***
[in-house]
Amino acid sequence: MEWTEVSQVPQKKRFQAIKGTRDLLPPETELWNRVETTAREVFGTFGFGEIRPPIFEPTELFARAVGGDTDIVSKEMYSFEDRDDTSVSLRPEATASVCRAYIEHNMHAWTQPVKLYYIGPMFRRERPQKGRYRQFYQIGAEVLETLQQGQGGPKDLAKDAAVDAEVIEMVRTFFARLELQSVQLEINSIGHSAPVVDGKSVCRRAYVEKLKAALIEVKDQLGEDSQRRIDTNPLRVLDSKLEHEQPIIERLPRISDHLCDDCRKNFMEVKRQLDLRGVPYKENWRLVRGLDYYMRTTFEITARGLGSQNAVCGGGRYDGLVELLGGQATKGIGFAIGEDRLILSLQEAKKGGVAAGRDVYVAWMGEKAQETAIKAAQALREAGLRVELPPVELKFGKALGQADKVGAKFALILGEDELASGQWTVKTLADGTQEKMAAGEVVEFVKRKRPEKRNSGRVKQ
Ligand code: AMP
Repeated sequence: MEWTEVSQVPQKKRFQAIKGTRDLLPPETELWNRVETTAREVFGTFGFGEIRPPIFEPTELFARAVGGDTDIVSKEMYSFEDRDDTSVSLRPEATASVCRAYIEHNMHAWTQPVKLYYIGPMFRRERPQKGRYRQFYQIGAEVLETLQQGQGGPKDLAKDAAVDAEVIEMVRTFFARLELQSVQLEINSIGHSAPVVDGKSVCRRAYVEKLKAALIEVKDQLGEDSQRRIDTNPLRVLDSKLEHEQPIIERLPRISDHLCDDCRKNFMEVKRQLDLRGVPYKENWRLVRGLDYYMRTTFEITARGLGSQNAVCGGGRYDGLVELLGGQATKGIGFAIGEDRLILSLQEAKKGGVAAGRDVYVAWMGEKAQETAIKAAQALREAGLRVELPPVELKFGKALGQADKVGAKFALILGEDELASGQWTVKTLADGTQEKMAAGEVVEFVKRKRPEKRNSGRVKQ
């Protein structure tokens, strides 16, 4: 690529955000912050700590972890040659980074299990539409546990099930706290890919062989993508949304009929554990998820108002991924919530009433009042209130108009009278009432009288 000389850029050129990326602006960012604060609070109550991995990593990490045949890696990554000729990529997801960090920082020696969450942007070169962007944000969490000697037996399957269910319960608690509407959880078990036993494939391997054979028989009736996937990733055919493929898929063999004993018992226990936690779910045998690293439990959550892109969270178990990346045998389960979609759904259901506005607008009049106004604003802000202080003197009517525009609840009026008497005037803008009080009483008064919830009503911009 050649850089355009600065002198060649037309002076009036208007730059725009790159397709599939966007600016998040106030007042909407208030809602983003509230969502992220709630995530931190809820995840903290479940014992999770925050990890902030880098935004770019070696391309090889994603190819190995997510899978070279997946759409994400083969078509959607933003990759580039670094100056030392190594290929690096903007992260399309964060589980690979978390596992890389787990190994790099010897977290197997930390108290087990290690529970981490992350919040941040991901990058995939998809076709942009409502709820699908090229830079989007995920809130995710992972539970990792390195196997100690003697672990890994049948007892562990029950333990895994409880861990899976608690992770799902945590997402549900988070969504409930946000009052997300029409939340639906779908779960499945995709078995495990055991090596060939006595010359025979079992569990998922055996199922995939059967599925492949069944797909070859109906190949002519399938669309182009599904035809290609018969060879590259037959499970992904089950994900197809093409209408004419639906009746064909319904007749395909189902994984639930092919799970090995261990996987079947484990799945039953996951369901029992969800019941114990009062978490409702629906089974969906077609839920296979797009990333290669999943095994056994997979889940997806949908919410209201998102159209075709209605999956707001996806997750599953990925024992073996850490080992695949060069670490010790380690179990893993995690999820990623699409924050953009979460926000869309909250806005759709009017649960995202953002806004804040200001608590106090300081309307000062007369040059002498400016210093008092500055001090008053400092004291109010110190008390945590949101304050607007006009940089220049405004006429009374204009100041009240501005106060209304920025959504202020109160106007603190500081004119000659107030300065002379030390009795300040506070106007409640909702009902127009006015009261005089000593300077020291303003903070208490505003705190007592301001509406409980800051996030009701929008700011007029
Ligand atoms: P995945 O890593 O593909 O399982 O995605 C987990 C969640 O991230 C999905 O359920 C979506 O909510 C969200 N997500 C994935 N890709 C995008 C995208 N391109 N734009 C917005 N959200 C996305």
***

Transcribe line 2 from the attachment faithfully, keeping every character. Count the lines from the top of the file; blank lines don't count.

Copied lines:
Amino acid sequence: MEWTEVSQVPQKKRFQAIKGTRDLLPPETELWNRVETTAREVFGTFGFGEIRPPIFEPTELFARAVGGDTDIVSKEMYSFEDRDDTSVSLRPEATASVCRAYIEHNMHAWTQPVKLYYIGPMFRRERPQKGRYRQFYQIGAEVLETLQQGQGGPKDLAKDAAVDAEVIEMVRTFFARLELQSVQLEINSIGHSAPVVDGKSVCRRAYVEKLKAALIEVKDQLGEDSQRRIDTNPLRVLDSKLEHEQPIIERLPRISDHLCDDCRKNFMEVKRQLDLRGVPYKENWRLVRGLDYYMRTTFEITARGLGSQNAVCGGGRYDGLVELLGGQATKGIGFAIGEDRLILSLQEAKKGGVAAGRDVYVAWMGEKAQETAIKAAQALREAGLRVELPPVELKFGKALGQADKVGAKFALILGEDELASGQWTVKTLADGTQEKMAAGEVVEFVKRKRPEKRNSGRVKQ